Saturday, October 10, 2009

Beautiful Architecture Chapter 13: Object-Oriented Versus Functional

I found this chapter pretty interesting because the functional and OO debate is alive and well in most of the communities of which I am a part. I feel that this chapter was pitting functional against OO in an all-or-nothing matchup, whereas most of the communities that I follow talk about what specific set of constraints on a problem give functional languages an edge. When I think of functional languages in the enterprise, I do see a place for them but only as libraries to help with certain specific problems. However, I would never think to build a major pillar of an enterprise architecture in a pure functional language. As we saw from the survey that Jerry put together, 100% of the people in our class think that OO is better for the enterprise, and though it is a biased group, there were several respondents who claimed to have experience with functional languages.

I think that in comparing functional languages with OO purely on the terms of modularity is doing a major disservice to functional languages. Meyer does call out that he is ignoring the elegance of a declarative programming style of the equivalent imperative one. Although I am not a big fan of developing purely in a functional language, I respect functional languages for the positive impact that they have had on most modern OO languages. Being a C#/.NET developer by day, most of my examples will focus on that. C#’s support for (anonymous) delegates and declarative programming via extension methods (e.g. LINQ) make the code I write on a daily basis extremely flexible and concise without sacrificing readability. I do things similar to Meyer’s example of making the visitor pattern much more concise via agents.

Meyer also mentions lazy evaluation as a nice feature of functional languages. However, C# fully supports this in a managed OO language via the “yield return” command. That being said, I don’t want to put functional languages down as being useless in the face of C# because I appreciate the fact that this incredibly useful feature was most likely inspired by the functional programming style.f

In the situations that Meyer describes functional languages lacking, such as the fact that a time module that only parses ISO8601 basic cannot be easily extended to support ISO8601 extended, I agree with Meyer and would definitely use OO languages in such a situation. That seems like an almost absurd shortcoming of functional languages.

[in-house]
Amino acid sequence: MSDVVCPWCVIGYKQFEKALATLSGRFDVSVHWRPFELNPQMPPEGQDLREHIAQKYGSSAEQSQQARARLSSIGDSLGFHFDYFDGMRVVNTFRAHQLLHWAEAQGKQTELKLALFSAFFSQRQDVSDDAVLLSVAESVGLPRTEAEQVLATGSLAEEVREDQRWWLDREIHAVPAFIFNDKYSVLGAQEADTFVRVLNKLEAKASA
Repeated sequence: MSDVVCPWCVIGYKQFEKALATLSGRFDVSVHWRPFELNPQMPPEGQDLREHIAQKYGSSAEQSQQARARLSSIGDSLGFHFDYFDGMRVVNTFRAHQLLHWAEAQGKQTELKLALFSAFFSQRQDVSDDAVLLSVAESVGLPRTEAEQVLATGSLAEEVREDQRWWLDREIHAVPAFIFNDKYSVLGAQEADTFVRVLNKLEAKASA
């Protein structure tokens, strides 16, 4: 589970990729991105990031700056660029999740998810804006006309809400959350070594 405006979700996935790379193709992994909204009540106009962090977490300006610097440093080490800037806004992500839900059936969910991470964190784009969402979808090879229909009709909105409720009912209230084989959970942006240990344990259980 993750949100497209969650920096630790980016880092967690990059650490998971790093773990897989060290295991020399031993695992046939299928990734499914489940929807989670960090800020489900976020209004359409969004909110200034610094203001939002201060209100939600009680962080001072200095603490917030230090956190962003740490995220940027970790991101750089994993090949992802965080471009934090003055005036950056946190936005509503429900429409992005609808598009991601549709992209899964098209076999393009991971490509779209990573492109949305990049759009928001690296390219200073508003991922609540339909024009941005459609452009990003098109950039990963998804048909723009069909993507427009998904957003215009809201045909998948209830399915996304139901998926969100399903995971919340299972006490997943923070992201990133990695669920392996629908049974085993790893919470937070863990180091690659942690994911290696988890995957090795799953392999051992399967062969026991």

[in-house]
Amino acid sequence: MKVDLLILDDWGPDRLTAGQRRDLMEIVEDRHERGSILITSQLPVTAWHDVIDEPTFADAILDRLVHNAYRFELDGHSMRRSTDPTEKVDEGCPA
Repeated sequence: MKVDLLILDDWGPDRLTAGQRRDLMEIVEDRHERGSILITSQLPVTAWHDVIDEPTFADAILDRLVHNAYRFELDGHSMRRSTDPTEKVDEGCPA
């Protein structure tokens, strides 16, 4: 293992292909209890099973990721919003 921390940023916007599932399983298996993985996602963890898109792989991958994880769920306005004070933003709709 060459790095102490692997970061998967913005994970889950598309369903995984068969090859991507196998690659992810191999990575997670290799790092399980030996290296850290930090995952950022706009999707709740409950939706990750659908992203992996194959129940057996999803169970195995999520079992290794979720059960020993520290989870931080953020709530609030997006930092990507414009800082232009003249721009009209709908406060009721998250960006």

Meyer makes a good point when he says that it is unnatural to not have a concept of state anywhere in the system. As Danny mentioned during the conversation, when you paint a house red, you don’t make a copy of the original house with red paint and end up with two houses, you just change the original one. I’ve heard people say ad nauseum that immutable objects help with parallel programming. While I’m sure this is true in some respects, I don’t think that it happens automatically. There are many scenarios where you truly do need to share state between threads, and if a change creates a new object, both threads will need to be synchronized in some manner to both use the new object.

Command-query separation is something that I try to adhere to in my day to day programming. As Meyer mentions, I feel that the referential transparency helps with the readability and maintainability of the code. When hidden side effects happen from a query operation, it can be very difficult to tell from reading a client of the guilty method. The only time that I return a value from a state-modifying command is when it’s some sort of error code or success/failure flag.